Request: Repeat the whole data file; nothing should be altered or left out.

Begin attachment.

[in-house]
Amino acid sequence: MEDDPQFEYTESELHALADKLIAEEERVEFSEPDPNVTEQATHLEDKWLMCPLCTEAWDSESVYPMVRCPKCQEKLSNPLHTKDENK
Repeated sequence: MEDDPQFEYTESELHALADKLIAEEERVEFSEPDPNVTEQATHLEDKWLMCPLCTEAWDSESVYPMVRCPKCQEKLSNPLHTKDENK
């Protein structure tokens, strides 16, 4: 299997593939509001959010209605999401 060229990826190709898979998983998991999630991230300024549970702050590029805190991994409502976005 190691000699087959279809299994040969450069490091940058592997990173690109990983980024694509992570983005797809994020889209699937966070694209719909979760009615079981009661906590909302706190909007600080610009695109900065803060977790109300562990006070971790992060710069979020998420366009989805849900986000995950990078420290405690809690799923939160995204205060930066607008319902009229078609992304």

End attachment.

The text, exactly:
[in-house]
Amino acid sequence: MEDDPQFEYTESELHALADKLIAEEERVEFSEPDPNVTEQATHLEDKWLMCPLCTEAWDSESVYPMVRCPKCQEKLSNPLHTKDENK
Repeated sequence: MEDDPQFEYTESELHALADKLIAEEERVEFSEPDPNVTEQATHLEDKWLMCPLCTEAWDSESVYPMVRCPKCQEKLSNPLHTKDENK
């Protein structure tokens, strides 16, 4: 299997593939509001959010209605999401 060229990826190709898979998983998991999630991230300024549970702050590029805190991994409502976005 190691000699087959279809299994040969450069490091940058592997990173690109990983980024694509992570983005797809994020889209699937966070694209719909979760009615079981009661906590909302706190909007600080610009695109900065803060977790109300562990006070971790992060710069979020998420366009989805849900986000995950990078420290405690809690799923939160995204205060930066607008319902009229078609992304």